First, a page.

Santos offers to co-sponsor GOP bill targeting him

WASHINGTON — Rep. George Santos, R-N.Y., on Thursday offered to co-sponsor a new Republican-backed bill that’s designed to prevent him from profiting off of fabrications to his résumé or biography if convicted of certain crimes.

New York GOP Reps. Anthony D’Esposito, Brandon Williams and Nicholas Lalota unveiled the legislation earlier this week. The No Fortune For Fraud Act would prevent members of Congress from financially profiting off any actions they engaged in that violate the Federal Election Act of 1971, or any other offenses for which members may lose their pension.

In a letter to D’Esposito, the bill’s lead sponsor, Santos on Thursday offered to officially sign on as a supporter and asked D’Esposito to join him on “other similar housekeeping legislation.”

Santos separately told NBC News that the measure introduced by D’Esposito is “a good bill” that’s about “good governance.”

D’Esposito was the first House Republican to call for Santos’ resignation over revelations that the first-term lawmaker embellished his background and work experience while running for Congress.

Asked about D’Esposito, Santos said, “He’s acting like judge and jury and I think that’s irresponsible. But on another lighter note, I think it’s a great bill that keeps government accountable. And I think the American people are sick and tired of seeing politicians coming here to enrich themselves. I ran on that platform.”

Santos added that he plans to introduce some “good housekeeping bills…that reflect the same kind of public trust for the American people.”

The bill currently has five co-sponsors — all New York Republicans — but Santos won’t be joining that list, D’Esposito said.

Santos will “absolutely not” co-sponsor the bill, D’Esposito said in a brief interview Thursday, adding that Santos was the “poster child of not good governance.”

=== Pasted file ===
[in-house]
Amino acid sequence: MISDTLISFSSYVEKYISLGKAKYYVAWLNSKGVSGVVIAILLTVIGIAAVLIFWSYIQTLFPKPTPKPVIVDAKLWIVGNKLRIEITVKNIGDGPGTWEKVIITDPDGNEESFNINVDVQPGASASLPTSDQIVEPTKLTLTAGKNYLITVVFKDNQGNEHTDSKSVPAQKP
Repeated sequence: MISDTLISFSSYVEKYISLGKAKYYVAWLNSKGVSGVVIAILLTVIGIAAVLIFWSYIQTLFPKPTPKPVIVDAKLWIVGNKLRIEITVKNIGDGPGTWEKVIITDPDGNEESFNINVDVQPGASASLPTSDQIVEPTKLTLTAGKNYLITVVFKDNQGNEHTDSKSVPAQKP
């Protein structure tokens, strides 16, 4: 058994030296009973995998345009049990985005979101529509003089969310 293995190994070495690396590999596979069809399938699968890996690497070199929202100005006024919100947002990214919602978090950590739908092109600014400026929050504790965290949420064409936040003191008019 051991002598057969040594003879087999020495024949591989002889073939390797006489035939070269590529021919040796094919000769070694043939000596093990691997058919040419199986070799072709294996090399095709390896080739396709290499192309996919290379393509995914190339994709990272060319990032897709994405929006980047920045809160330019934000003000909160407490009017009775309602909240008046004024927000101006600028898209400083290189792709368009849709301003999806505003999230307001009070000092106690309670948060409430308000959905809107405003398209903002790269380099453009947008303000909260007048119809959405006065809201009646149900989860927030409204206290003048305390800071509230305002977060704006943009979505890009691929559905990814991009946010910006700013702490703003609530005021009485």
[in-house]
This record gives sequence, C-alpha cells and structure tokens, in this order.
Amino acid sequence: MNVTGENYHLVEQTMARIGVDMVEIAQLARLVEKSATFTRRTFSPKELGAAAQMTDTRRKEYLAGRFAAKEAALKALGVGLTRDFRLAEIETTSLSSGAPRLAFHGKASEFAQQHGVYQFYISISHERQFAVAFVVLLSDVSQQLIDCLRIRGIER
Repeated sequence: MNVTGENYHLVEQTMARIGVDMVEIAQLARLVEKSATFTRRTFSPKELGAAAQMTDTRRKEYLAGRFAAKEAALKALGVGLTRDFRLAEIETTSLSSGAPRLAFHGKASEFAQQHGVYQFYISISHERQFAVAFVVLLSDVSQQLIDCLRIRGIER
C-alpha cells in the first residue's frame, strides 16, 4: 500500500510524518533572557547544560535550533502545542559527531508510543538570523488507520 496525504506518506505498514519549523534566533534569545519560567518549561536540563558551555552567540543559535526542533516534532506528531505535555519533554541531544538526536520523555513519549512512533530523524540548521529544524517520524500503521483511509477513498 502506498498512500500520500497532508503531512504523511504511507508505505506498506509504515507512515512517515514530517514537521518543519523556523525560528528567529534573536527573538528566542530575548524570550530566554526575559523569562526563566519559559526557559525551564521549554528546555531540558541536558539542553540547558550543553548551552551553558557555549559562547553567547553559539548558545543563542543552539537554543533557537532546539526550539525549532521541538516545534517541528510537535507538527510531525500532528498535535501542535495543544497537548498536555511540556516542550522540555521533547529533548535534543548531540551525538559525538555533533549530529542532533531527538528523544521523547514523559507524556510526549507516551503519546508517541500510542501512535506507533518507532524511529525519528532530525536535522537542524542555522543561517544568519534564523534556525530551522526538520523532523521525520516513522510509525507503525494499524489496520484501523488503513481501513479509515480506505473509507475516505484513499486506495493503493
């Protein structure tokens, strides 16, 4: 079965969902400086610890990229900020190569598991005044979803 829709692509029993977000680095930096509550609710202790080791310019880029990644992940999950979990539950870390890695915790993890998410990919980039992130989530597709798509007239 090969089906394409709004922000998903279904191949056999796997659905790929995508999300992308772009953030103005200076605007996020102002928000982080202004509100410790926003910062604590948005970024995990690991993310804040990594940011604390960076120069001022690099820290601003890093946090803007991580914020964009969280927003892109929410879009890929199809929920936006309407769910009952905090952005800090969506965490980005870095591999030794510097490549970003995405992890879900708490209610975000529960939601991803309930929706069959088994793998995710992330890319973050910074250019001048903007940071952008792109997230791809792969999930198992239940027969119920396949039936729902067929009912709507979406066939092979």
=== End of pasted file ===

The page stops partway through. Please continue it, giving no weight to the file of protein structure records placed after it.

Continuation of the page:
“I consider George Santos’ sponsorship of good government legislation about as seriously as Sam Bankman-Fried teaching a course in business ethics,” D’Esposito said in a separate statement.

The back-and-forth represents the latest plot twist in the attempts of New York Republicans to distance themselves from their scandal-plagued colleague — and Santos’ persistent refusals to step down or get out of their way.

D’Esposito, Williams and Lalota sharply criticized Santos when they introduced their legislation on Tuesday.

“If you are defrauding the American people, if you are making a mockery out of the people’s House, or violating campaign finance law, you should not be able to turn it into a payday,” D’Esposito said at the time. “Should fraudsters like George Santos be indicted or convicted of crimes listed in my legislation, our legislation, they won’t be able to make money from a book deal, a TV movie, Dancing with the Stars, or the next Netflix special.” 

Santos first came under scrutiny after The New York Times published a bombshell investigation in December suggesting that much of his résumé appeared to have been manufactured, including claims that he owned numerous properties, was previously employed by Goldman Sachs and Citigroup and had graduated from Baruch College. He has also lied about how his mother was at the World Trade Center during the 9/11 terrorist attacks.

The New York congressman faces several investigations at the state and federal level, including one recently opened by the House Ethics Committee.

Kyle Stewart and Liz Brown-Kaiser contributed.

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